The Robert Heinlein Interview and Other Heinleiniana Paperback – Feb 1 1999
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Helps put the great masters work and life in context, to see the magnitude and beauty of Heinleins accomplishments. -- Stephan Kinsella, GEnie Science Fiction and Fantasy RoundTable
The interview with RAH is the crown jewel of the book. Worth reading, worth rereading, worth keeping to read again." -- Darryl Kenning, Reading For Pleasure
This is the longest interview Robert ever gave. Should be on the shelves of everyone interested in science fiction. -- Virginia Heinlein, editor, Grumbles from the Grave
From the Publisher
Our Dutch Uncle
Foreword by Brad Linaweaver
"He is in our heads." So writes J. Neil Schulman about his hero, Robert A. Heinlein. My friend of thirty years, Bill Ritch, has used the same phrase as long as Ive known him. But just who is the "our?" Do Neil and Bill mean the community of science fiction professionals? Do they mean the fans? I think not.
The "our" refers to an area where two special interests meet: science fiction and libertarianism. For science fiction enthusiasts who are not libertarians (the majority), Heinlein is an important figure in the field and an influence on many writers. For libertarians who are not science fiction readers (the majority), Heinlein is an interesting footnote in the literature of liberty. But for those of us who combine these two passions and have optimism in the future, Robert Anson Heinlein is God.
We have needed this book for a very long time. As Mrs. Heinlein says in her endorsement, this interview will appeal both to readers of science fiction and to libertarians. But for those of us who burn for technological marvels and want freedom to enjoy them instead of being slaves to a technocratic Big Brother, Heinlein created the blueprint that may get us to a better world. Not Utopia, because he taught us that
The Robert A. Heinlein Interview and Other Heinleiniana such a dream truly is nowhere. A better world, on the other hand, is not impossible. It is simply hard to achieve.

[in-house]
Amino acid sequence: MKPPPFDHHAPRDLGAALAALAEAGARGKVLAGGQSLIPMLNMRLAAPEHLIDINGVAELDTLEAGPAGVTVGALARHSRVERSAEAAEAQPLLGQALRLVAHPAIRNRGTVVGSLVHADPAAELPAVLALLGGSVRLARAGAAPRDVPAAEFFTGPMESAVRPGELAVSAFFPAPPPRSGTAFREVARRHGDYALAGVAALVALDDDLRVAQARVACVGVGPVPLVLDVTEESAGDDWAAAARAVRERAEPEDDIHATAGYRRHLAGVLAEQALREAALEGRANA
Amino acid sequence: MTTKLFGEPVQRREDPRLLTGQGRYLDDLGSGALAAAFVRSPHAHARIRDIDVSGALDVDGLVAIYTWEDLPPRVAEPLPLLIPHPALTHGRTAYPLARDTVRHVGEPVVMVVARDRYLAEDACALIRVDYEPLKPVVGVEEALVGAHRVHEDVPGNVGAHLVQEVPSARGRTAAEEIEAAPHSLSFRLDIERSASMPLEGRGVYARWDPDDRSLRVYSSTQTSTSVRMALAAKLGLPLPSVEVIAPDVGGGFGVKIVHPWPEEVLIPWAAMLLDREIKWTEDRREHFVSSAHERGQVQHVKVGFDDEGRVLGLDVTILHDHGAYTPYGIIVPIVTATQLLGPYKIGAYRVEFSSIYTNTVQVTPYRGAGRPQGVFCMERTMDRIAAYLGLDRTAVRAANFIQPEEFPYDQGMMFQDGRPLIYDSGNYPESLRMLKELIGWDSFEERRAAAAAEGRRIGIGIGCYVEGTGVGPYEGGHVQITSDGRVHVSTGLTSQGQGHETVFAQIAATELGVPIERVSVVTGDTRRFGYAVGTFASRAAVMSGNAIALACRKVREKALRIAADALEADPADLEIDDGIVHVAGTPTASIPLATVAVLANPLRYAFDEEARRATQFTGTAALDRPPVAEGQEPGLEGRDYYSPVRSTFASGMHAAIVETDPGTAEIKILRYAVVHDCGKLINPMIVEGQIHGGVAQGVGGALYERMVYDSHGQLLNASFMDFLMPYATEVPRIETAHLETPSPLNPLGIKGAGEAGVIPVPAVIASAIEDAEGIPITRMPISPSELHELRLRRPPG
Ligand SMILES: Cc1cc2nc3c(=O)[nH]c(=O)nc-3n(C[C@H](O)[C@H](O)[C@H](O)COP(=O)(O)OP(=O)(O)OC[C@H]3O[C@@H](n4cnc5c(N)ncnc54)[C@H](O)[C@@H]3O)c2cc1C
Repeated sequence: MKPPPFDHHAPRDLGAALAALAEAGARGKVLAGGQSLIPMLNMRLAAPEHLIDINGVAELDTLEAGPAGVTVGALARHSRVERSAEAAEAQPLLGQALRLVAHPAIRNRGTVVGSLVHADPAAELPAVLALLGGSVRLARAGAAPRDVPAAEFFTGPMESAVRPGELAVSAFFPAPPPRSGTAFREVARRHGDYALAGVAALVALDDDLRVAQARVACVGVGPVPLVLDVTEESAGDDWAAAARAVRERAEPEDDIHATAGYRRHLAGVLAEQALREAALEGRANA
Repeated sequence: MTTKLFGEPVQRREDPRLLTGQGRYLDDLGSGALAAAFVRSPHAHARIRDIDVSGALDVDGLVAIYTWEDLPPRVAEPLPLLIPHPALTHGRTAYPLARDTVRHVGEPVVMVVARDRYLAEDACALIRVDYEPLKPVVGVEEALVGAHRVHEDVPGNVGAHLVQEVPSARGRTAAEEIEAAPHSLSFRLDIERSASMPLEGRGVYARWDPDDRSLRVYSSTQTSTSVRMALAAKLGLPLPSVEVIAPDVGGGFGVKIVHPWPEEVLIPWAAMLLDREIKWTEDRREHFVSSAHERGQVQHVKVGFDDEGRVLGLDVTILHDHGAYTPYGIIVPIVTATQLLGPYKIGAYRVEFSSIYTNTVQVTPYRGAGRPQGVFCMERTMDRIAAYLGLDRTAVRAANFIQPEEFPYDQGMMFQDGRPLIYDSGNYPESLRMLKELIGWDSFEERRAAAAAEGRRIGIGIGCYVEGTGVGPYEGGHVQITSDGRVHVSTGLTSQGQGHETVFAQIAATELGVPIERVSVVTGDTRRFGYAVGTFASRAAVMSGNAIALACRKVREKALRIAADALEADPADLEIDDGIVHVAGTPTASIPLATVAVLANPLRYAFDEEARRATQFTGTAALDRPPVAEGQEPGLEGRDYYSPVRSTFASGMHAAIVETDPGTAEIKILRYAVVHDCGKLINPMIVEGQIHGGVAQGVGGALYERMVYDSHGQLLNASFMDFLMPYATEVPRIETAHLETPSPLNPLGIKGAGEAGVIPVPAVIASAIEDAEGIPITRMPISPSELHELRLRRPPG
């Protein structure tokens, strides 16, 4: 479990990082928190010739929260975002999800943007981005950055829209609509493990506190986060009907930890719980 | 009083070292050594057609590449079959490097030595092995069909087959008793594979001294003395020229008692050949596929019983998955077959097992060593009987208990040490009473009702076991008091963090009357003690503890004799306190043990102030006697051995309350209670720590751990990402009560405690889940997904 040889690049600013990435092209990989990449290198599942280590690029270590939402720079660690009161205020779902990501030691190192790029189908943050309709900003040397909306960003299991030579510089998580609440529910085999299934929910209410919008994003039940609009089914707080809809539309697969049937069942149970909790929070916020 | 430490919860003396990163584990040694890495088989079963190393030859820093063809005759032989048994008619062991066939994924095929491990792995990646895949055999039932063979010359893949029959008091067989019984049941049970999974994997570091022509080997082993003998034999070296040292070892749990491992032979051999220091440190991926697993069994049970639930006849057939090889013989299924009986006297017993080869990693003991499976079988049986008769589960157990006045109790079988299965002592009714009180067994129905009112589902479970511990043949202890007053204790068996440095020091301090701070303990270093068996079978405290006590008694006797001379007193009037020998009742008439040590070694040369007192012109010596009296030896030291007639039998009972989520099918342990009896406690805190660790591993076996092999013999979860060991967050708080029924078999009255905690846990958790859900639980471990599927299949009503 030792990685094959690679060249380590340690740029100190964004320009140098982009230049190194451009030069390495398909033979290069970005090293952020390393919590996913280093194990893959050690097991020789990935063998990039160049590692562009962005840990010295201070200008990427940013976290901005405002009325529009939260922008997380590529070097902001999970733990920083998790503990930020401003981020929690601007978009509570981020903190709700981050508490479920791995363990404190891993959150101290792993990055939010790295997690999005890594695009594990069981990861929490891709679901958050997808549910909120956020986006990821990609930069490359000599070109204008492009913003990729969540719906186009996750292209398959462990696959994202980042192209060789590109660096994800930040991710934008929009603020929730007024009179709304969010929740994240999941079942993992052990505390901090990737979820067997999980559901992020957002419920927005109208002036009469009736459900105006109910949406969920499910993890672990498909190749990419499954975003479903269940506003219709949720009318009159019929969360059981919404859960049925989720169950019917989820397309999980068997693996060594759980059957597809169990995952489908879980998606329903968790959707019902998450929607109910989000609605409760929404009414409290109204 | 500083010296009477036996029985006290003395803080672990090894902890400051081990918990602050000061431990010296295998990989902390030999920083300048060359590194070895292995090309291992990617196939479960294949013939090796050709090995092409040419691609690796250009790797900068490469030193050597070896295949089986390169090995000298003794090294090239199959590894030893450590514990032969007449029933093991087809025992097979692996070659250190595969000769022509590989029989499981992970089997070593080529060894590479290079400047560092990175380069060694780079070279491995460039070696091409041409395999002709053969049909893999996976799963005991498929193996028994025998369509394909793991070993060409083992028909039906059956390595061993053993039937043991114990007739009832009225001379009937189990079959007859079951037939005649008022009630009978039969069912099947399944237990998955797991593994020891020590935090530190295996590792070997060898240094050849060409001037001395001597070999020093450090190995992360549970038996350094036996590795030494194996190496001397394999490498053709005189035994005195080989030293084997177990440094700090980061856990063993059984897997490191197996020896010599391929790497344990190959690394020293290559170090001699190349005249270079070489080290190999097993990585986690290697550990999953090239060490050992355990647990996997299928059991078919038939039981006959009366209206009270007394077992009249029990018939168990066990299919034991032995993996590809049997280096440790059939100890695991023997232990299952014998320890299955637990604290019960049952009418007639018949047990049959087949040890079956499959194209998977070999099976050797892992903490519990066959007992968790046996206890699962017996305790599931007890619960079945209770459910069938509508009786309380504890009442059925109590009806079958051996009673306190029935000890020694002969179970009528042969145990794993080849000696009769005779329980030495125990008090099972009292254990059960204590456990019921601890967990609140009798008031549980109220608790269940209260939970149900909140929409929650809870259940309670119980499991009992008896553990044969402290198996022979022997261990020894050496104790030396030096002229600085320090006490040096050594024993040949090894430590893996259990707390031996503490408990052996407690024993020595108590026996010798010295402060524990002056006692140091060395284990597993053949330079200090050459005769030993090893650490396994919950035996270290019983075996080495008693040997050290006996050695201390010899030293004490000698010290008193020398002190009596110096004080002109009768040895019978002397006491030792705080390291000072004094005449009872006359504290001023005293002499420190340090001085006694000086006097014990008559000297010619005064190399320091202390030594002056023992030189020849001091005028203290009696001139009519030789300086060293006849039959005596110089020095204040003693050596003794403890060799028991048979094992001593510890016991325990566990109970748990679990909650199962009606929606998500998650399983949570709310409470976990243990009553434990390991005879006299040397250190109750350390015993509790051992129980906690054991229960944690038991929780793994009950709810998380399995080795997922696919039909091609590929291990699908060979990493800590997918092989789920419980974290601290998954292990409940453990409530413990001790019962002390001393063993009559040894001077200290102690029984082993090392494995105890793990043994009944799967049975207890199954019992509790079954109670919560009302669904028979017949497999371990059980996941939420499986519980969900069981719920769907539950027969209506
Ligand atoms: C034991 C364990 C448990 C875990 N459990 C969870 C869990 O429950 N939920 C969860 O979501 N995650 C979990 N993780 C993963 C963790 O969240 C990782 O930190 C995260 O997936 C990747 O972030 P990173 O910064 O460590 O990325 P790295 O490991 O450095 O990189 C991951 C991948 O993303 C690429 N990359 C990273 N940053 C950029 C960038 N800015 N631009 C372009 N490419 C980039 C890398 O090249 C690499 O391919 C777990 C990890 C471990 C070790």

When he died, the larger world paid attention to his impact on us; yes, on those of us who take The Moon is a Harsh Mistress seriously! As I wrote in New Libertarian, the Associated Press mentioned his libertarianism.
The science fiction press did its best to ignore the same thing. I was annoyed at the time. Now I see that the SF world was trying to do him a favor by ignoring his politics. They gave him a vacation from their usual slanders and libels.
Now with the Hollywood blockbuster of Starship Troopers, the SF community is back to normal; back to calling Heinlein a fascist. And what of his defenders? They know full well that the limited government model of liberty is every bit as objectionable to todays totalitarians as is any anarchy. Those who call Heinlein a fascist know that they are lying. Those who deny Heinleins libertarianism from the other direction know they are lying, too.
In this, the best interview with Heinlein, Neil Schulman inspired the following comment from his hero: "I would say that my position is not too far from that of Ayn Rand; that I would like to see government reduced to no more than internal police and courts, external armed forces with the other matters handled otherwise. Im sick of the way the government sticks its nose into everything, now." Also: "The justification for free enterprise is that its free."
There is only one kind of mentality in this sorry world that describes such expressions of American individualism as fascist: the Marxist mind. That this discredited mode of thought dominates science fiction criticism is no surprise. It still holds sway in New York and Hollywood. It may be finished in Moscow but its doing fine at Harvard and Yale.
That is why we need this book. Robert A. Heinlein is our Dutch Uncle. Maybe the American family is falling apart for lack of decent father figures but at least we still have the voice of one sane man who tells us to be the best we can be and expects even more than an Army recruitment ad. (Besides, hes Navy!)
The United States of America beat its greatest enemies of the century. Heinlein was there in the fight against fascism (and its virulent mutant form of Nazism) as well as in the 75-year-long struggle against Soviet Communism. We defeated these monsters and now our reward seems to be domestic tyranny at the hands of our worst elements, true parasites of the soul.